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Letter to African Finance Ministers at the IMF and WORLD BANK Spring
Meetings from Members of the Pan-African Treatment Access Movement
Pan African Treatment Access Movement (PATAM)
African Treatment Access Movement (PATAM)
April 22, 2004
to Press statement
to African Finance Ministers at the IMF and WORLD BANK Spring Meetings
from Members of the Pan-African Treatment Access Movement The
Pan African Treatment Access Movement (PATAM)
April 22, 2004
On 24 and 25
April, you will convene in Washington DC for the annual International
Monetary Fund (IMF) and World Bank Spring Meetings to review the
two institutions’ operations. As government representatives we understand
that your mandate is to ensure that the interests of all residents
in your countries are fully met. As you are well aware, the greatest
threat facing the African continent today is the HIV/AIDS epidemic.
We, the members of an Africa-wide movement advocating for access
to HIV/AIDS treatments and other essential medicines, encourage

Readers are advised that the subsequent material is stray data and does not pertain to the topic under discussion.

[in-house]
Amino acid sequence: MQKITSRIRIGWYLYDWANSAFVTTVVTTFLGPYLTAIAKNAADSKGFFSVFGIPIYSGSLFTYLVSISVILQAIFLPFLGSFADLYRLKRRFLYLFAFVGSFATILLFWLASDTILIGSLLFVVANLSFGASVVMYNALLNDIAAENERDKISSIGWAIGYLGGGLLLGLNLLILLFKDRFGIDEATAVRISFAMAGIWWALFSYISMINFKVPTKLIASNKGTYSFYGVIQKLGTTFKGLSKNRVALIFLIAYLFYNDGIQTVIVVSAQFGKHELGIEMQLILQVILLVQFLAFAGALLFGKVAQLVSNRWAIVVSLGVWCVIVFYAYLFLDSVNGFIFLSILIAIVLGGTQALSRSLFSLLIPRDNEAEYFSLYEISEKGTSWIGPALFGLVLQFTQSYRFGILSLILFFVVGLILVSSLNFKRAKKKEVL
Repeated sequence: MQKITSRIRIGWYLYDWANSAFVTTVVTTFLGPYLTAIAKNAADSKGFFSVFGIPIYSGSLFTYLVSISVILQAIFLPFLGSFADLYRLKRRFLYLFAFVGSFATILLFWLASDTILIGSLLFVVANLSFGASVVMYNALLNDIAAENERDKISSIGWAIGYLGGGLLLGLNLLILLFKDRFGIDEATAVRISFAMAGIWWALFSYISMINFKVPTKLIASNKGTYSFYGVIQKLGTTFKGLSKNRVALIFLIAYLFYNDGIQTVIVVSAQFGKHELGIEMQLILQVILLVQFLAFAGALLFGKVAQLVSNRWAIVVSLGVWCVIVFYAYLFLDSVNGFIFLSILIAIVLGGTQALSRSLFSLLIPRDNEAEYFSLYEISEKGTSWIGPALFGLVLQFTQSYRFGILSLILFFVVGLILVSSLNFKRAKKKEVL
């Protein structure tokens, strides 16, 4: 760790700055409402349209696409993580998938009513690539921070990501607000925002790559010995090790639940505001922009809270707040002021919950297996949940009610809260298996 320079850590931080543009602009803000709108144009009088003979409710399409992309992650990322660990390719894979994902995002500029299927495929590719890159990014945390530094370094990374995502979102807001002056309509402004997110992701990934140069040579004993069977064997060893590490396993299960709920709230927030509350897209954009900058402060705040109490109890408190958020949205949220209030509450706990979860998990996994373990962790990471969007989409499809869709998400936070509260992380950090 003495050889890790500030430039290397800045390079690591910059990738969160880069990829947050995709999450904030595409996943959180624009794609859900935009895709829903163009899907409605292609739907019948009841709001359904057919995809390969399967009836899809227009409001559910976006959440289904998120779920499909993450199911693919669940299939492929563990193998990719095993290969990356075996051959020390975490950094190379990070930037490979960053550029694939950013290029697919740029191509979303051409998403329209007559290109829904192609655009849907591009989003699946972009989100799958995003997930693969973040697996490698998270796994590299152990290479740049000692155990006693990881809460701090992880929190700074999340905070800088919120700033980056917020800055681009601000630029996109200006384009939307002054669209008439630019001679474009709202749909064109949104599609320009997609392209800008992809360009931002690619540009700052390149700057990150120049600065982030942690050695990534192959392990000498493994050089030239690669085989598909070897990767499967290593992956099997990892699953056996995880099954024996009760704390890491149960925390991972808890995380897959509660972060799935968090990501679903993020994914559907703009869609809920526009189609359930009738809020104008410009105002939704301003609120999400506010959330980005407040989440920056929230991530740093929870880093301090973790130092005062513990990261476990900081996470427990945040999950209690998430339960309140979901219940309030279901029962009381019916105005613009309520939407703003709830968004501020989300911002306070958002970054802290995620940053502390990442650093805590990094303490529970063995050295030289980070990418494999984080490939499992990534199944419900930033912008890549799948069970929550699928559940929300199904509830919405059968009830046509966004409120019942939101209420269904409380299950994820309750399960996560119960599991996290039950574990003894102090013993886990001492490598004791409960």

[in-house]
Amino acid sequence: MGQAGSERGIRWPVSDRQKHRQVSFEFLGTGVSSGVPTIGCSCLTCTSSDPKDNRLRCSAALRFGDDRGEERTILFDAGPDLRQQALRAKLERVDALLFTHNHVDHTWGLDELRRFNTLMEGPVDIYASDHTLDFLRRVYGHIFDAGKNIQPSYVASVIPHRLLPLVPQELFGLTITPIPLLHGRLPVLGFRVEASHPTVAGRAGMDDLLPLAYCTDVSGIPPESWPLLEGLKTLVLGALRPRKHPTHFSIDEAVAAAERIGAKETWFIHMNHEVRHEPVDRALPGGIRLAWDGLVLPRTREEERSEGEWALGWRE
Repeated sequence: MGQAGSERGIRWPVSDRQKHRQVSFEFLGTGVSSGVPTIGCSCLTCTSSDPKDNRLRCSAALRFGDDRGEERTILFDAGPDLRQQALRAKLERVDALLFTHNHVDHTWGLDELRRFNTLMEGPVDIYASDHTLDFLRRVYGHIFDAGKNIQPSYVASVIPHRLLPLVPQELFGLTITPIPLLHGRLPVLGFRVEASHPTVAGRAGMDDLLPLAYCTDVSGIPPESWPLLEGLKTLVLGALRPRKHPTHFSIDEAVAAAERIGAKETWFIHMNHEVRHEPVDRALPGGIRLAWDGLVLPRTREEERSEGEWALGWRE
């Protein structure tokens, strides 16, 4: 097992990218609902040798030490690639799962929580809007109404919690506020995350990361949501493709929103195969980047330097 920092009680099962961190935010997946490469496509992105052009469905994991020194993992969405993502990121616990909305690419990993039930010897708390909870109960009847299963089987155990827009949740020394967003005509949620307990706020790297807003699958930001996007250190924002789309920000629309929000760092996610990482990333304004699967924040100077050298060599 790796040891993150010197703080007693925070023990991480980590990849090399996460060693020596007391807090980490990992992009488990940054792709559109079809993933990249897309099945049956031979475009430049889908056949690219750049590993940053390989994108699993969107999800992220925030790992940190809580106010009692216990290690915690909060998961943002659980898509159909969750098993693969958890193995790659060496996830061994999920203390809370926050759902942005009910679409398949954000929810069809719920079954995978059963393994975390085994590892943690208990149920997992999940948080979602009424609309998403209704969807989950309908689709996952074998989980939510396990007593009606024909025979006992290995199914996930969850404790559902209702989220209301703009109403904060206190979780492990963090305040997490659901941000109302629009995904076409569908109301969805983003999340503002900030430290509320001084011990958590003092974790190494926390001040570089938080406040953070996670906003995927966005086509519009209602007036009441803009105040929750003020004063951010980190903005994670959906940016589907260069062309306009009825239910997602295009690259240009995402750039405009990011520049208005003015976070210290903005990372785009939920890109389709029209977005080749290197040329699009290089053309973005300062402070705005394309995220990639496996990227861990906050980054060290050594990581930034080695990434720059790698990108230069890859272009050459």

you to consider the HIV/AIDS as an issue affecting all other critical
developmental issues and urge you to consider initiatives that will
help contain and reverse the steady march of the epidemic.
In particular, we ask that you enhance the current efforts by the
World Bank and IMF against HIV/AIDS but reject those initiatives
that hamper access to life-saving and affordable medicines for people
living with HIV/AIDS.
In the last
few years, as the costs of antiretroviral therapy have steadily
declined and some misconceptions most notably on the efficacy and
safety of the drugs have been proven unfounded. Treatment has become
recognised as a critical component in the response against HIV/AIDS.
At a conference of African activists held on March 3-5 in Harare,
we heard reports from representatives from countries across Southern
Africa that treatment rollout is either on the verge of starting,
or has already begun in most countries across the region.
these reports since they send many a ‘ray of hope’ to those infected
and affected by HIV. However, we were also told that despite the